Information about the author. See also www.garybraunbeck.com
Explore the world of writing horror from a Bram Stoker and International Horror Guild award-winning author’s point of view. Gary Braunbeck uses film, fiction and life experience to elucidate the finer points of storytelling, both in and out of genre. This part-autobiographical, always analytical book looks at how stories develop and what makes them work-or not work-when they’re told.
Be warned: reality is as brutal as fiction. Rob Zombie, police shootings, William Goldman and human misery are all teachers to the horror neophyte, and Braunbeck uses their lessons to make To Each Their Darkness a whirlwind of horror and hope for the aspiring writer.
A brand new collection of original dark fiction concerning itself with people, cars, and the open road.
In the novella “The Ballad of Road Mama and Daddy Bliss”, a man assigned community service duty with the city morgue after a DUI arrest is offered a simple deal: transport an old woman’s body back to her hometown, and his record will be wiped clean. But this is no typical old woman, and—as he soon discovers —he is taking her to a town that is on no map. The old woman’s identity, as well as the reasons behind the town’s secret existence, will be revealed to him over the course of a few nightmarish hours between midnight and dawn—the time when The Road demands its sacrifices.
In “Congestion”, a man who has hated cars all his life finds himself stuck in a traffic jam on a sweltering hot day…a very different type of traffic jam. …[more]
The small town of Cedar Hill is no stranger to tragedy and terror. Nearly two centuries ago, when the area was first settled, a gruesome mass murder baptized the town with blood. More recently there was the Great Fire, the notorious night the casket factory burned down, taking an entire neighborhood with it. But no one in Cedar Hill can be prepared for what is to come—shocking murders that grow more horrendous with each victim, and a trail of taunting clues that point to the past…and to an old, abandoned graveyard.
From award-winning author Gary A. Braunbeck comes Prodigal Blues, his first foray into non-supernatural horror.
After he finds himself stranded at a truck stop in Missouri, Mark Sieber gets one of the biggest shocks of his life when he recognizes the face of a little girl on a Missing poster as belonging to the same little girl he saw only a few minutes before. Looking around for some sign of her, he comes back to his table in the restaurant to find the little sitting there, waiting for him.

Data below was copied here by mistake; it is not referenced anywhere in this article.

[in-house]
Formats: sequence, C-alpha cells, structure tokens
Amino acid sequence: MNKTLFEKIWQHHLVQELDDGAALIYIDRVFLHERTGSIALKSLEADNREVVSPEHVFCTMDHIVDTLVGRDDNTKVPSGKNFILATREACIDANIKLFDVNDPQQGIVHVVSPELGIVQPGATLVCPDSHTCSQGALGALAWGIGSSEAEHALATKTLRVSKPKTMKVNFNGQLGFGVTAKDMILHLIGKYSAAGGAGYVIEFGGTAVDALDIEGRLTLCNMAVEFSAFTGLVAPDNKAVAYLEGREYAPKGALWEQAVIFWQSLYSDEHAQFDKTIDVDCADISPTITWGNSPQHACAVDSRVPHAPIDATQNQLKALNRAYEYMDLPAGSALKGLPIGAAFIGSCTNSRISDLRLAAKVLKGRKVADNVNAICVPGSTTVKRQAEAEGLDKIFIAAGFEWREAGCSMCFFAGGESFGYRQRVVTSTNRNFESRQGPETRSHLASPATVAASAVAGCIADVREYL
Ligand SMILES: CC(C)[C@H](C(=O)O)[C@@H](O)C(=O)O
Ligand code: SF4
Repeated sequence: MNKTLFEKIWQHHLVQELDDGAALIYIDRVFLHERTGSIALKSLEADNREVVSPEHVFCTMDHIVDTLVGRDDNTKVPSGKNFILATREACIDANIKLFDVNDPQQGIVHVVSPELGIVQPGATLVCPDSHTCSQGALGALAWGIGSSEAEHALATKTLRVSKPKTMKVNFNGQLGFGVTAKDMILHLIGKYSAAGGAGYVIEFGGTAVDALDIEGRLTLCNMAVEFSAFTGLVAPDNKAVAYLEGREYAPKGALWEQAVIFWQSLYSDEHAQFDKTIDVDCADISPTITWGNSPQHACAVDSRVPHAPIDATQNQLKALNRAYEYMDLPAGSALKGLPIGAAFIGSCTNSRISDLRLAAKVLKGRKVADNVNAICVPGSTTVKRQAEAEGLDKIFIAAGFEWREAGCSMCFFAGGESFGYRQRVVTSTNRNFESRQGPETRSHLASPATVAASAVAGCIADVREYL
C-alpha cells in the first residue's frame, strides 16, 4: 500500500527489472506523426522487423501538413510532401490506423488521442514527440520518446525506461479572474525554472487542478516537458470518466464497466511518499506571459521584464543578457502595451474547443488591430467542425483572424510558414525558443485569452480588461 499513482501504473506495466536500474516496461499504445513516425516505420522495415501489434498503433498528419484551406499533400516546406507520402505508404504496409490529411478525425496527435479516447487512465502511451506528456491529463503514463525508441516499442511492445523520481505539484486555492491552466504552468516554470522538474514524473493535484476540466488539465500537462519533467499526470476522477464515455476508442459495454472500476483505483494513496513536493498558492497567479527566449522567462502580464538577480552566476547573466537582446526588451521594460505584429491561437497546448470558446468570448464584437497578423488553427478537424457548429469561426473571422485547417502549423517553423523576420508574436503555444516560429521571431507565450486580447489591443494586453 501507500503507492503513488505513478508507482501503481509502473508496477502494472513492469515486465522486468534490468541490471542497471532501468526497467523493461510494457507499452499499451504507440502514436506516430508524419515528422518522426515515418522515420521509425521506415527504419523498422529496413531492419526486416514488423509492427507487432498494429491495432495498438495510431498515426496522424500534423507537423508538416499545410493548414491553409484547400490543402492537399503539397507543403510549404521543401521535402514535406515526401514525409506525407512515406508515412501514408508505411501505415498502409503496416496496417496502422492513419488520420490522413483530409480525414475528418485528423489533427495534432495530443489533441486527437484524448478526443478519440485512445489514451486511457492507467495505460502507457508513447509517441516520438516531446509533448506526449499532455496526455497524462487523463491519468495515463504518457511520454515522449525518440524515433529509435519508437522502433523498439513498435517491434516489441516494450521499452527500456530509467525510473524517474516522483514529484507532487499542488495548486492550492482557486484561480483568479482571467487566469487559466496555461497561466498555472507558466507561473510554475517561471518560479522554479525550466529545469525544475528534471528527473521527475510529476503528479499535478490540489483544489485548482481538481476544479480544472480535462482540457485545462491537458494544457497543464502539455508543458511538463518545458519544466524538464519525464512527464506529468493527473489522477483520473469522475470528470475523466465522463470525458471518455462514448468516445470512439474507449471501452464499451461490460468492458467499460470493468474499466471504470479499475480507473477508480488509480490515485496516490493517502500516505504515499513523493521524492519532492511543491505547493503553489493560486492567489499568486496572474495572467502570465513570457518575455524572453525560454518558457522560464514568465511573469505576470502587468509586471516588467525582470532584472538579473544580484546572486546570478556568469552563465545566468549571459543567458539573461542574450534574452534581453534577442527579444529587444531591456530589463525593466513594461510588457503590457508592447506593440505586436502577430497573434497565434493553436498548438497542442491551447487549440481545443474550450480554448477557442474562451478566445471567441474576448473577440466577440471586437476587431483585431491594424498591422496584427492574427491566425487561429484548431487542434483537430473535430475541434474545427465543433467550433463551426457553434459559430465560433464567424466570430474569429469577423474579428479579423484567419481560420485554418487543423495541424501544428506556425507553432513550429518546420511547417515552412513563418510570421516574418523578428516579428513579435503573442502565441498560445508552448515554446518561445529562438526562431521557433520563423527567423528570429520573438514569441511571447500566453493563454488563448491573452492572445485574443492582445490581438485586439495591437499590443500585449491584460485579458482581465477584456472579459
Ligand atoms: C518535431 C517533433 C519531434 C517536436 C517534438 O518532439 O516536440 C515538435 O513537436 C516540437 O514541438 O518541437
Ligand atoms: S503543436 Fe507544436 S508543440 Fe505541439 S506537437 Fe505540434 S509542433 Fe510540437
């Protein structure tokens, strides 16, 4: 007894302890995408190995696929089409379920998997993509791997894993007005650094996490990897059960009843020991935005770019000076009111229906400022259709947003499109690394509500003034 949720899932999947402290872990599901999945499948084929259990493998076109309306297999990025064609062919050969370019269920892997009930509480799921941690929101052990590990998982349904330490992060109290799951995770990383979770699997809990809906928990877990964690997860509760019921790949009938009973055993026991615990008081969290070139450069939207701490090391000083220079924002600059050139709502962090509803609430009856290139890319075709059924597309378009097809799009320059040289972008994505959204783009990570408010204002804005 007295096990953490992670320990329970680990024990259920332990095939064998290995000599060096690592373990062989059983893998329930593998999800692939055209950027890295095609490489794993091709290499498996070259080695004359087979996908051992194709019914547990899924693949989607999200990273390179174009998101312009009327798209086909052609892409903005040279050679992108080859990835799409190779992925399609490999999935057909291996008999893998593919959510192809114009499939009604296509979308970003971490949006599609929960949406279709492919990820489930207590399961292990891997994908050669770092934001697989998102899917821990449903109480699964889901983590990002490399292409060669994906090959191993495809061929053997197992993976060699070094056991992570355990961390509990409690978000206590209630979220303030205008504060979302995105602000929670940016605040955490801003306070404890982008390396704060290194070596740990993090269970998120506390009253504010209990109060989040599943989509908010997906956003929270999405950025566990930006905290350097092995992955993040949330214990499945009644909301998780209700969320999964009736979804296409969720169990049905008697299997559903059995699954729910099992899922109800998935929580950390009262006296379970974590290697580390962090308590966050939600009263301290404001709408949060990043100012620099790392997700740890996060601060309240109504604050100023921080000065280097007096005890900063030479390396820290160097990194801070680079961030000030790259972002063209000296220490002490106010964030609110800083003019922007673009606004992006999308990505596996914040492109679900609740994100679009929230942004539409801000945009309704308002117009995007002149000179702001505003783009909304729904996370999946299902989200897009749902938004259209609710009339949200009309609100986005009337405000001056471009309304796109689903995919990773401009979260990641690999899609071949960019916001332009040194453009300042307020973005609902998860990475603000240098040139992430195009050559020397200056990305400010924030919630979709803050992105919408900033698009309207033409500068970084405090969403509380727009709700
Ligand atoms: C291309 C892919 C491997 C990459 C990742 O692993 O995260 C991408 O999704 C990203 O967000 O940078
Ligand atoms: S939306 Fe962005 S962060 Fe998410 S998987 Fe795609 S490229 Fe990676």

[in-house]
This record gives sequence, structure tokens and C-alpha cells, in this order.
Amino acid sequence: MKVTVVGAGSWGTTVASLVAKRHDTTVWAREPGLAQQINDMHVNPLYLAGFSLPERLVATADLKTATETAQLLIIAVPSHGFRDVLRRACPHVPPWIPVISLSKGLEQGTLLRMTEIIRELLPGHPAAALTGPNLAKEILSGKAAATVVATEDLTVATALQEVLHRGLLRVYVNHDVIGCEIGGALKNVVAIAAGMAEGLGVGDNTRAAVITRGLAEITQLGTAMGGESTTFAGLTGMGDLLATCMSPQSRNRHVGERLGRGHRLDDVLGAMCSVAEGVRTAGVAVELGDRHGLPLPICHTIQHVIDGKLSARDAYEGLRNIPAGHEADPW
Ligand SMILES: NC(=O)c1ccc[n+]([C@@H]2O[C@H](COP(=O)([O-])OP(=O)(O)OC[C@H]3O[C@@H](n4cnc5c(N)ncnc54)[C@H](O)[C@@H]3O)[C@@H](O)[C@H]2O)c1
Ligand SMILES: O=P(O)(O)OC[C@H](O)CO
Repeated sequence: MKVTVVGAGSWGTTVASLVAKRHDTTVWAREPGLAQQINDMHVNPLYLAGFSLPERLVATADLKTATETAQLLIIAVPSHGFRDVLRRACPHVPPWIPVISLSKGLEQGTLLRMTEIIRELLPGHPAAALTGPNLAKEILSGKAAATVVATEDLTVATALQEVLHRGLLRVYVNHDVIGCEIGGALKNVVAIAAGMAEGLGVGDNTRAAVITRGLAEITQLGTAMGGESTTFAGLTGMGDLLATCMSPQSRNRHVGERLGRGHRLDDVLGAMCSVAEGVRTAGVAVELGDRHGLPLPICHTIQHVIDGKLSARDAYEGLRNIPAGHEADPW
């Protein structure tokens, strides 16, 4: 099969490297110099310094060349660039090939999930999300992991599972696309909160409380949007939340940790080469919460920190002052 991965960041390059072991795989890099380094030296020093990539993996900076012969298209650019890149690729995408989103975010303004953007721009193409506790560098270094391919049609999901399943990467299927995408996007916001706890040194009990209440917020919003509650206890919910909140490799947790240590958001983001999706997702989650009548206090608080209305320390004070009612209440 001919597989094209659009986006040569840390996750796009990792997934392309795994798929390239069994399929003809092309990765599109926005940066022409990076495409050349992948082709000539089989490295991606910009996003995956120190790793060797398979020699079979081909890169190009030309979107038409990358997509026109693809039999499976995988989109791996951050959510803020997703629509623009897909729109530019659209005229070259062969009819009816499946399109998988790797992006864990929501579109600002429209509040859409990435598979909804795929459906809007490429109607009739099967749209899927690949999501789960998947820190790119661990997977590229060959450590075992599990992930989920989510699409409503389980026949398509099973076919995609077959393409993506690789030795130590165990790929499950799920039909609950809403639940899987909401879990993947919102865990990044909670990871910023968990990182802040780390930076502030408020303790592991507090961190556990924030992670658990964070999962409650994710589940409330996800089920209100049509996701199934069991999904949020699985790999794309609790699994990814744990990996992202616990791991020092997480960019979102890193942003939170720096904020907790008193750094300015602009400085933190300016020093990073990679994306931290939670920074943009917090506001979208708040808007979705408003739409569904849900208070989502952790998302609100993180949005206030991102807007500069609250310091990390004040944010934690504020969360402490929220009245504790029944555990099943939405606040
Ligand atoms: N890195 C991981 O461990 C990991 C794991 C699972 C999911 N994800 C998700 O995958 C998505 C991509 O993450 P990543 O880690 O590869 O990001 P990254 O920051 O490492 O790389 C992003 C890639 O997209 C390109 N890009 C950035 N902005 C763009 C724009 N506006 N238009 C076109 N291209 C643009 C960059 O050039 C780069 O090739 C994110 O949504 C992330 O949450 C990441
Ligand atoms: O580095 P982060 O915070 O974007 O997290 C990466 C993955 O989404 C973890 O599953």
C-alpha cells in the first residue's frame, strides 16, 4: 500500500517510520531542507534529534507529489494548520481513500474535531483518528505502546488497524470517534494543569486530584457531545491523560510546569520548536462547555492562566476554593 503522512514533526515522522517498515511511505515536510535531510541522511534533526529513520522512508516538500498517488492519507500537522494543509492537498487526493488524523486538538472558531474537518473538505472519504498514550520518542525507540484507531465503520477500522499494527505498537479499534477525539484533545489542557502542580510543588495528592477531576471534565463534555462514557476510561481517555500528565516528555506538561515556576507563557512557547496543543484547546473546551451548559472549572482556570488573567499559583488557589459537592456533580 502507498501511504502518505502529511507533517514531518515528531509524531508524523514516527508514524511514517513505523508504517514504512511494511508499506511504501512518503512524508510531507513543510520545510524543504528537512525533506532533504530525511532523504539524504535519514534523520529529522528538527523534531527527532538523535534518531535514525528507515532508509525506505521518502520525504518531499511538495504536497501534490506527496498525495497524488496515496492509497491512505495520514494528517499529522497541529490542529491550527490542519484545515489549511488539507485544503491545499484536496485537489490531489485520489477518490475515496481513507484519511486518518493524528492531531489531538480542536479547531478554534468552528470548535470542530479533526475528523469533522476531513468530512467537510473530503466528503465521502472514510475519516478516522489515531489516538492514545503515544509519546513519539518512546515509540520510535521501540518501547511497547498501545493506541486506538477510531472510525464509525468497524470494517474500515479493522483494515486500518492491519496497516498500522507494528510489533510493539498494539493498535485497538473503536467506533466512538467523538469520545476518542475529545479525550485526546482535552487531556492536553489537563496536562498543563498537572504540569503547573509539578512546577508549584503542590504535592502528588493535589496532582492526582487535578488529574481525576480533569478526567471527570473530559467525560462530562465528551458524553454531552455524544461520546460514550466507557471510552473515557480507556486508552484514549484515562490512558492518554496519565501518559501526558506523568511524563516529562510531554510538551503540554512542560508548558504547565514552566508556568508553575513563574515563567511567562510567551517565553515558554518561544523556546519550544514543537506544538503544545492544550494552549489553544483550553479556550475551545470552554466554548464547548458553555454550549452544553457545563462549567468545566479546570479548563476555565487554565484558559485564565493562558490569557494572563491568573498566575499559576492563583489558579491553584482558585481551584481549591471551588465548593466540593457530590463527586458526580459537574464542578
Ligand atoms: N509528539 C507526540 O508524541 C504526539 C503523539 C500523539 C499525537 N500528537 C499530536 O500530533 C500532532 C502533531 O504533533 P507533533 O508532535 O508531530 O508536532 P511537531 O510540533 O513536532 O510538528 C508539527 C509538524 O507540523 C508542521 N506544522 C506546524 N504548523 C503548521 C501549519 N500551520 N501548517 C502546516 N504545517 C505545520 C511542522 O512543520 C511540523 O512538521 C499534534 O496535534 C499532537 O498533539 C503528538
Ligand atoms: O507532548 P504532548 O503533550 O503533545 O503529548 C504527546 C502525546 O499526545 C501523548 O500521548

“I’m sorry, mister,” is all she seems capable of saying.
As the police and media begin to converge on the truck stop, Mark retreats back to his hotel room to call his wife and let her know what’s going on, only to be taken hostage by the same people who released the little girl. But his abductors are little…[more]
Everything changed for Gil Stewart on the day he saw the old man die. Gil had witnessed the bizarre accident on the highway and stopped to help. The old man couldn’t be saved, but just before he died he clutched Gil’s shirt and whispered a warning: “The Keepers are coming!” That was when Gil’s nightmare began. At first he thought it was merely odd, a series of weird coincidences. Household pets started acting strangely. Zoo animals escaped. But now he can see a pattern emerging, a chilling reminder from a past that he can’t—or won’t—remember. As the true horror becomes clear, and terror builds upon terror, Gil can only await the coming of…the Keepers.
“Fear in a Handful of Dust both is and isn’t a book of film and fiction writing commentaries; yes, you’ll find several reviews and (hopefully intelligent) analyses in here, but a format like that can quickly grow wearisome and repetitive . . . so I’ve decided to take it a couple of steps . . . well, let’s say sideways: one’s reaction to horror movies and literature is a highly subjective and personal thing, emphasis on the latter term. Consider this to be a thinly-disguised autobiography by means of reflections about movies, books, and writing. It’s not enough for someone to simply say, ‘I liked it,’ or ‘I really hated it’; those are not opinions in and of themselves, they are prefaces to opinions. To qualify as actual opinions, they must be followed by reasons why, and in order for you to understand the reasons why, you have to understand something about the person giving the opinion.” — Gary A. Braunbeck
Welcome to Cedar Hill, Ohio, a deceptively commonplace bordertown between the familiar everyday and the phantasms, fancies, hauntings, and enchantments that wait in dimly-lit places for a chance to pass through the scrim of perception & make this place their home, as well. Those who live here don’t really have any choice and neither will you. Cedar Hill: “Main Street” tinged with the macabre, located just this side of night. This is the first of approximately 3-5 volumes to be published by Earthling collecting the author’s stories set in his fictional town of Cedar Hill. Each collection will feature original stories as well as reprints that have been reworked for this collection, plus historical elements such as family trees and a town map. Deena Holland provides cover art and over two dozen interior illustrations. For those buyers who desire a complete set of matching numbers/letters, we will record the name of each buyer, who will be given first dibs at future volumes.